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# Solving Linear Equations - Part II

I. Solving Linear Equations
A. Get rid of all fractions by multiplying both sides by the LCD.
B. Simplify both sides.
C. Use the Addition Property to get all the variable terms on one side of the equal sign,
the constant terms on the other.
D. Use the Multiplication Property to isolate the variable.
F. Examples - Use properties of equality to isolate x on one side of the equation. Let's multiply both sides by to clear the fraction. Simplify the LHS. Add to both sides to isolate the variable.

Answer: 2. Now you try one: Answer: G. Applications

1. In Massachusetts, speeding fines are determined by the formula

F = 10(x – 65) + 50

where F is the cost, in dollars, of the fine if a person is caught driving x miles
per hour. Use this formula to solve exercise 74.

If the fine comes to \$400, how fast was that person speeding? (Page 133,
#74)

Let F = The fine, in dollars
Let x = The speed, in mph

We are told to find the speed when the fine is \$400, so we will substitute 400
in for F in the formula and solve for x.

 400 = 10(x – 65) + 50 Distribute 10 on the right-hand side, but only to the terms in parentheses. Simplify the right-hand side. Add 600 to both sides to isolate the x term. Divide by 10 to isolate x. 100 = x

Answer: The moron was going 100 mph!

2. The formula describes the pressure of sea water, p, in pounds per square inch (psi) at a
depth of d feet below the surface. Use the formula to solve exercises 78.

At what depth is the pressure 20 psi? (Page 133, #78)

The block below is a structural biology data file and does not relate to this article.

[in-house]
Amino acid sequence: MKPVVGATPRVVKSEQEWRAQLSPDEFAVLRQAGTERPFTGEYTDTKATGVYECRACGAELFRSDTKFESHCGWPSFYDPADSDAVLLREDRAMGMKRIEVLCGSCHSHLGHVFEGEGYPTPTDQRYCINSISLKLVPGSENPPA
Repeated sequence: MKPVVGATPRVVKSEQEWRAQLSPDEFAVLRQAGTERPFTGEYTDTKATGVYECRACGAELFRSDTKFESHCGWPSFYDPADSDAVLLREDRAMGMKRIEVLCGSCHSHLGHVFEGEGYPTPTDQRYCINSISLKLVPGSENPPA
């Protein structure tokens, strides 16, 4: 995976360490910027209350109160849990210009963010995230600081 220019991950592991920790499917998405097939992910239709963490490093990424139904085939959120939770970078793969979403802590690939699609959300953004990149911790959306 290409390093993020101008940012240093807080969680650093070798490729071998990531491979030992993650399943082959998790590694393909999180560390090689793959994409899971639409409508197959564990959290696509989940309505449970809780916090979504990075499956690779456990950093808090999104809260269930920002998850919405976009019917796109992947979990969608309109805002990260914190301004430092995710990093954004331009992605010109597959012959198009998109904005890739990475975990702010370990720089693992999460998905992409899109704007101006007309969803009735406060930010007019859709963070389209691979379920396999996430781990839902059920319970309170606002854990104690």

Let p = The pressure, in psi
Let d = The depth, in feet

We want to find the depth at which pressure = 20 psi, so we need to
substitute 20 in for p and solve for d. Clear the fraction by multiplying by the LCD, 11. 220 = 165 + 5d Subtract 165 from both sides to isolate the d term. 55 = 5d Divide both sides by 5 to isolate d.

Answer: At a depth of 11 feet, the pressure will be 20 psi.

3. Now you try one: The latest guidelines, which apply to both men and women, give
healthy weight ranges, rather than specific weights, for your height. The further you
are above the upper limit of your range, the greater are the risks of developing
weight-related health problems. The bar graph (bottom of left-hand column, page
133) shows these ranges for people between the ages of 19 and 34, inclusive.

The mathematical model describes a weight, W, in pounds, that lies within the healthy weight range for a
person whose height is H inches over 5 feet. Use this information to solve exercise
75.

Use the formula to find the healthy weight for a person whose height is 5’ 6”. (Hint:
H = 6 because this person’s height is 6 inches over 5 feet.) How many pounds is
this healthy weight below the upper end of the range shown by the bar graph?

Equation: